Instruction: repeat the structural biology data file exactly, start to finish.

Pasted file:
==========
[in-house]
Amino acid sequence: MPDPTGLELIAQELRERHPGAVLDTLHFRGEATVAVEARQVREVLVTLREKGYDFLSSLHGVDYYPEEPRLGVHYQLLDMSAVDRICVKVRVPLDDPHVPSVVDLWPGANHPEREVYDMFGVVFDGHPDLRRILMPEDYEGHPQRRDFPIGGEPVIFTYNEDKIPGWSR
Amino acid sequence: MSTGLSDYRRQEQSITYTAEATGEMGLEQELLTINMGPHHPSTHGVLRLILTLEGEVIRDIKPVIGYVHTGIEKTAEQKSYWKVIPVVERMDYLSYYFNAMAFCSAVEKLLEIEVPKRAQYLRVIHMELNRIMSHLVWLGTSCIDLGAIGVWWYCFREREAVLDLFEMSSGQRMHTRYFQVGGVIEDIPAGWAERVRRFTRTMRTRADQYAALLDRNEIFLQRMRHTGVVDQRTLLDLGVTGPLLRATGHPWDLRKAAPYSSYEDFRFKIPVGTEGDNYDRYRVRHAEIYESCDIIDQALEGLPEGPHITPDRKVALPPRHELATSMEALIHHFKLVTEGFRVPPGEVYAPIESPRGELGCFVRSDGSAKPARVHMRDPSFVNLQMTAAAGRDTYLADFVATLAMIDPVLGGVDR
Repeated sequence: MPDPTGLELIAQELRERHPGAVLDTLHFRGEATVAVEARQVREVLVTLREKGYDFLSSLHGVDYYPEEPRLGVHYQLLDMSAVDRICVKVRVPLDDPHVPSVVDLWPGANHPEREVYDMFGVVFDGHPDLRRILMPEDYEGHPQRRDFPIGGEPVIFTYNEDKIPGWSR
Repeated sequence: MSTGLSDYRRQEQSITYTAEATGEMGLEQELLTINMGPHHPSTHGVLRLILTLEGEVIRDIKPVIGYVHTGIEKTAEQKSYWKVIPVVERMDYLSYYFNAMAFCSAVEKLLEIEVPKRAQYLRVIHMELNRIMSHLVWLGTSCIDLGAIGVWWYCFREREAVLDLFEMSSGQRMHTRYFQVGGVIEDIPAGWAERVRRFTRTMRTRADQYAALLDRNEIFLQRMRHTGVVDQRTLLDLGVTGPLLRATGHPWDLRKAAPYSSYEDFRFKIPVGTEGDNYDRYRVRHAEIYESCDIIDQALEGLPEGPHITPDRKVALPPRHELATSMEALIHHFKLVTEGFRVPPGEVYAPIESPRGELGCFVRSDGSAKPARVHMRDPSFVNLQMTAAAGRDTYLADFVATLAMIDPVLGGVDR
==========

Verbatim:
[in-house]
Amino acid sequence: MPDPTGLELIAQELRERHPGAVLDTLHFRGEATVAVEARQVREVLVTLREKGYDFLSSLHGVDYYPEEPRLGVHYQLLDMSAVDRICVKVRVPLDDPHVPSVVDLWPGANHPEREVYDMFGVVFDGHPDLRRILMPEDYEGHPQRRDFPIGGEPVIFTYNEDKIPGWSR
Amino acid sequence: MSTGLSDYRRQEQSITYTAEATGEMGLEQELLTINMGPHHPSTHGVLRLILTLEGEVIRDIKPVIGYVHTGIEKTAEQKSYWKVIPVVERMDYLSYYFNAMAFCSAVEKLLEIEVPKRAQYLRVIHMELNRIMSHLVWLGTSCIDLGAIGVWWYCFREREAVLDLFEMSSGQRMHTRYFQVGGVIEDIPAGWAERVRRFTRTMRTRADQYAALLDRNEIFLQRMRHTGVVDQRTLLDLGVTGPLLRATGHPWDLRKAAPYSSYEDFRFKIPVGTEGDNYDRYRVRHAEIYESCDIIDQALEGLPEGPHITPDRKVALPPRHELATSMEALIHHFKLVTEGFRVPPGEVYAPIESPRGELGCFVRSDGSAKPARVHMRDPSFVNLQMTAAAGRDTYLADFVATLAMIDPVLGGVDR
Repeated sequence: MPDPTGLELIAQELRERHPGAVLDTLHFRGEATVAVEARQVREVLVTLREKGYDFLSSLHGVDYYPEEPRLGVHYQLLDMSAVDRICVKVRVPLDDPHVPSVVDLWPGANHPEREVYDMFGVVFDGHPDLRRILMPEDYEGHPQRRDFPIGGEPVIFTYNEDKIPGWSR
Repeated sequence: MSTGLSDYRRQEQSITYTAEATGEMGLEQELLTINMGPHHPSTHGVLRLILTLEGEVIRDIKPVIGYVHTGIEKTAEQKSYWKVIPVVERMDYLSYYFNAMAFCSAVEKLLEIEVPKRAQYLRVIHMELNRIMSHLVWLGTSCIDLGAIGVWWYCFREREAVLDLFEMSSGQRMHTRYFQVGGVIEDIPAGWAERVRRFTRTMRTRADQYAALLDRNEIFLQRMRHTGVVDQRTLLDLGVTGPLLRATGHPWDLRKAAPYSSYEDFRFKIPVGTEGDNYDRYRVRHAEIYESCDIIDQALEGLPEGPHITPDRKVALPPRHELATSMEALIHHFKLVTEGFRVPPGEVYAPIESPRGELGCFVRSDGSAKPARVHMRDPSFVNLQMTAAAGRDTYLADFVATLAMIDPVLGGVDR